So about a month ago I jumped on this bandwagon. I figured….why not. Everyone else is doing it. Not because I wanted to cut the cord. Mostly so I could enjoy my media library on multiple devices and share it with friends and family. I built a couple of test servers locally using some old NAS gear. Now, most people that know me understand I’m sort of a cloud first guy. Anything I can do that’s not locally managed I love. As I was building my test servers Plex announced Plex Cloud using Amazon Cloud Drive with unlimited storage for $60 a year! Well, that sounded awesome…..until….
The first thing was I could not even find anyone in the Plex Cloud Beta. I signed up for it started a new Plex Pass Lifetime, but got no responses on testing it. Let’s face it, I’m good at breaking stuff and being a cloud first person I wanted to beat on this thing and give some feedback. So instead I moved on with my local builds watching my E-Mail.
Earlier this month we all got the email about more Beta users getting added on December 5th. Awesome….then nothing
Then yesterday the worst news of all that I personally think may kill the entire effort of Plex Cloud.
A few weeks ago we shared with you that we’ve had challenges integrating Amazon Drive as a storage option for Plex Cloud. The team has worked tirelessly to address these issues, improve the scalability and performance of our infrastructure, and to expand storage options by introducing support for Google Drive, Dropbox, and Microsoft OneDrive, all of which are working great. Unfortunately, the challenges with Amazon Drive have proven insurmountable at this time, so we have decided to remove Amazon Drive as a storage option for Plex Cloud for the foreseeable future.
Why is this such a big deal? Well forget the arguments of all the media you may have that’s not legally yours and putting it on the cloud of your choice. The cost alone for large media libraries is now pretty much a show stopper and here is why.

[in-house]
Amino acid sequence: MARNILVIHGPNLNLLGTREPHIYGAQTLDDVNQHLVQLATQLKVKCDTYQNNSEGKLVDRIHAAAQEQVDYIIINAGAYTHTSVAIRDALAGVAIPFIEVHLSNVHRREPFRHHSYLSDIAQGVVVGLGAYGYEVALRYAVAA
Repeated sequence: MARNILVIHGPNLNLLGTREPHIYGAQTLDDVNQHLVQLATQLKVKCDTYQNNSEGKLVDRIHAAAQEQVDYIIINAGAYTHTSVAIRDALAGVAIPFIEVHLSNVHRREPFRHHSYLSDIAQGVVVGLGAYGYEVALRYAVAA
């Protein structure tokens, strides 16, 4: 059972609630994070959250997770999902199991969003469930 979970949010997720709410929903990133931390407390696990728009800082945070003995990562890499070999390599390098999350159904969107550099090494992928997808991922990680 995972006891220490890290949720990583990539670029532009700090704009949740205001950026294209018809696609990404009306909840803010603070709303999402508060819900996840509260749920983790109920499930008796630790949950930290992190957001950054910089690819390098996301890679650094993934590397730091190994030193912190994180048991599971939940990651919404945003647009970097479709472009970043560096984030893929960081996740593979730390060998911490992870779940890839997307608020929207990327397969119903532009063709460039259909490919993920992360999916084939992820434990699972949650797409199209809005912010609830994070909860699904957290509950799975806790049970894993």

Google Drive For Plex Cloud
I LOVE Google Drive. I use it all the time. I have a paid account which is perfect for a lot of things. The unfortunate part is their cost model sucks for Plex Cloud and here is why.
- 1TB = $9.99/month = $119.88 / Year
- 10TB = 99.99/month = $1199.88 / Year
Most people are going to be somewhere in between 1TB and 10TB for a while.
Dropbox For Plex Cloud
Like most people I also use Dropbox Pro. The only problem here is with Pro you can only get 1TB of storage total. I have not seen a way to add storage to the Pro version. Now at least this is $100 / year for 1TB so it’s actually cheaper than the Google Drive 1TB option by about $20. It’s better but still nothing larger than 1TB is the issue.
- 1TB (Maximum) = $99 / Year
OneDrive For Plex Cloud
With OneDrive you can only get 50GB for $1.99 per month unless you upgrade to Office365 personal or Home. Now at least with Home you get 5 users each with 1TB for the same $9.99 per month as Google Drive. At the end of the day you are limited to your 1TB of space like Dropbox and for the most part Google Drive. So at the end of the day:
- 1TB (Maximum)= $9.99 / Month = $119.88 / Year
Is Plex Cloud Now Even Functional?
Amazon Cloud Drive is $60 a year for UNLIMITED Storage! That is a pretty awesome option compared to all the others with their cost and storage caps. Even if you combined 1TB of space on each of the other three (Dropbox, GoogleDrive, and OneDrive), you are still looking at roughly $320 a year for only 3TB of storage. Then yo you then need to mix and match your media so you can get the most out of your space. That is assuming you are not using it for anything else of course.
I realize they ran into technical issues but their value add even on the website when it was announced was using it with Amazon Cloud Drive for $60 a year, unlimited storage. I think without that story, Plex Cloud becomes “nice” but not really very cost-effective. Most people have spent good money building local solutions so shelling out more money to cloud vendors for 3TB of space is insane. I would venture to guess most people have well over 3TB locally they have access to.
Frankly, they should have not even released the Beta, or announced it unless they had a working solution on Amazon Cloud Drive seeing as I am assuming they are using EC2 for the compute resources of the cloud based application. All in all seems like a huge flash in the pan that got a lot of people excited, but now in the end I’m not sure if the cost outweighs the novelty. The best part is all those Beta people that spent time uploading to Amazon Cloud that need to migrate that data to the other clouds….and shell out more money. Now I’m sort of glad I was not picked to participate. It now seems it was not really even half-baked to push out to Beta.
I guess we will see how many people can functionally use it. My goal was to use the cloud based server to share to friends and family to save my bandwidth at the house, but now who knows.